When Casablanca was released in 1942 it marked the beginning a beautiful friendship between moviegoers and this Hollywood classic. Currently No.2 on the American Film Institute’s Greatest Films List, this romantic tale of a cynical American expat/nightclub owner whose idealism triumphs over his broken heart has never lost its lustre – Humphrey Bogart and Ingrid Bergman head the indelible cast. Max Steiner’s score subtly supports the movie’s mood without intruding on the action or the dialogue; but when called upon, as in the Paris flashback, its lush nostalgia rises to the occasion. The Austrian-born composer (his godfather was Richard Strauss) scored more than 300 films, from King Kong and Gone with the Wind to The Treasure of the Sierra Madre. Strategically programmed post-Valentine’s Day on February 15 and 16, the TSO’s live accompaniment to the film will make for a memorable cinematic experience.
February 20 and 21, Seattle Symphony principal guest conductor and music director-designate, Thomas Dausgaard, leads the TSO in Bartók’s Concerto for Orchestra, one of the touchstones of the 20th century. Before intermission, American cellist Alisa Weilerstein brings her intensity and sensitivity to Shostakovich’s profound Cello Concerto No.2.
Now to several February concerts that I wrote about more extensively in our December/January issue. The renowned klezmer violinist/vocalist/composer, Alicia Svigals, performs her original score to the 1918 silent film, The Yellow Ticket, along with virtuoso pianist Marilyn Lerner, at FirstOntario Performing Arts Centre in St. Catharines on February 7, the Burlington Centre for the Performing Arts on February 8 and the Oakville Centre for the Arts on February 16.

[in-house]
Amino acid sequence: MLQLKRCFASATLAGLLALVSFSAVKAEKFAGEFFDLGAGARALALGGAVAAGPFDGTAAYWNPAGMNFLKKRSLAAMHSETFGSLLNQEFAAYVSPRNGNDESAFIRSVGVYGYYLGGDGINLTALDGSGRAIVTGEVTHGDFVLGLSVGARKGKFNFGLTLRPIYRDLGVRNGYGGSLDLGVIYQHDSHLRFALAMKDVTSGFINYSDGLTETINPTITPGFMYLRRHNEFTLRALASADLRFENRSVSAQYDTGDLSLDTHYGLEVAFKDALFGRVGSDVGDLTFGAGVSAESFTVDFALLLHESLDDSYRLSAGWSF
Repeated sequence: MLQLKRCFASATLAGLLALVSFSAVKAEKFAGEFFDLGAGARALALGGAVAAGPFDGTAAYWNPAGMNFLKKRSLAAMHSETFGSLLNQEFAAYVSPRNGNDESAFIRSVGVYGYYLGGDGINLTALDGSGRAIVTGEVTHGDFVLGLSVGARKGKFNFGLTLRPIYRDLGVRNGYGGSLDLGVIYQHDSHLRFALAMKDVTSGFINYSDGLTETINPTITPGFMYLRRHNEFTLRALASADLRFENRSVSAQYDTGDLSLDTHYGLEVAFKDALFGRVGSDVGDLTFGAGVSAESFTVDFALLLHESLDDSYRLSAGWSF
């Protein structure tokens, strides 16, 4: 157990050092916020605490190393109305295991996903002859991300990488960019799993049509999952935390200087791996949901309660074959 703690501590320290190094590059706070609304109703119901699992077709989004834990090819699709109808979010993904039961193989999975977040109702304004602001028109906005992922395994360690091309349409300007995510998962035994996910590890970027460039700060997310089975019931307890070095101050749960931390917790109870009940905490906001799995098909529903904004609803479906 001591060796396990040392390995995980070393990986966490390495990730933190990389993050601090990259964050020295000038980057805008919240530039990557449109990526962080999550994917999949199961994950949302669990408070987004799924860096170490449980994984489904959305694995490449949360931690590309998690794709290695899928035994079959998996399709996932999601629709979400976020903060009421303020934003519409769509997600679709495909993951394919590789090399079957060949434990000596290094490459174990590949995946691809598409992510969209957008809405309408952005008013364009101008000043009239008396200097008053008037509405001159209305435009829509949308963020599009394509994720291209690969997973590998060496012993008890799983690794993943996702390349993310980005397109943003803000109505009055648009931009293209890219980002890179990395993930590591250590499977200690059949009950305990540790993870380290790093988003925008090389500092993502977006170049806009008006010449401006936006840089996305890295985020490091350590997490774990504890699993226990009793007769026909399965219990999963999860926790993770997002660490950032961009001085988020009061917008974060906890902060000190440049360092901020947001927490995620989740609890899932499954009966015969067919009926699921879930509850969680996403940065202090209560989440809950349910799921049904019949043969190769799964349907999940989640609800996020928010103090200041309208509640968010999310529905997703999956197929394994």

The Heath Quartet returns to Mooredale Concerts on February 3 following their memorable Toronto debut two years ago. Their program includes Mozart’s Dissonance Quartet (one of his most famous string quartets), Britten’s First String Quartet and Beethoven’s iconic String Quartet No.3, Op.59 No.3 “Razumovsky.”
Celebrated Finnish pianist, 37-year-old Juho Pohjonen – praised by The New York Times for “his effortless brilliance” – appears on the Jane Mallett stage February 5 playing Rameau, Mozart and Beethoven. Even more celebrated are the musicians in Music Toronto’s February 14 recital. After an early Beethoven quartet and a newly commissioned work by Lembit Beecher, the latest incarnation of the legendary Juilliard String Quartet is joined by the illustrious pianist, Marc-André Hamelin, for a performance of Dvořák’s sublime Piano Quintet in A Major, Op.81, one of the greatest piano quintets ever written. Don’t miss this rare opportunity to hear Hamelin play chamber music!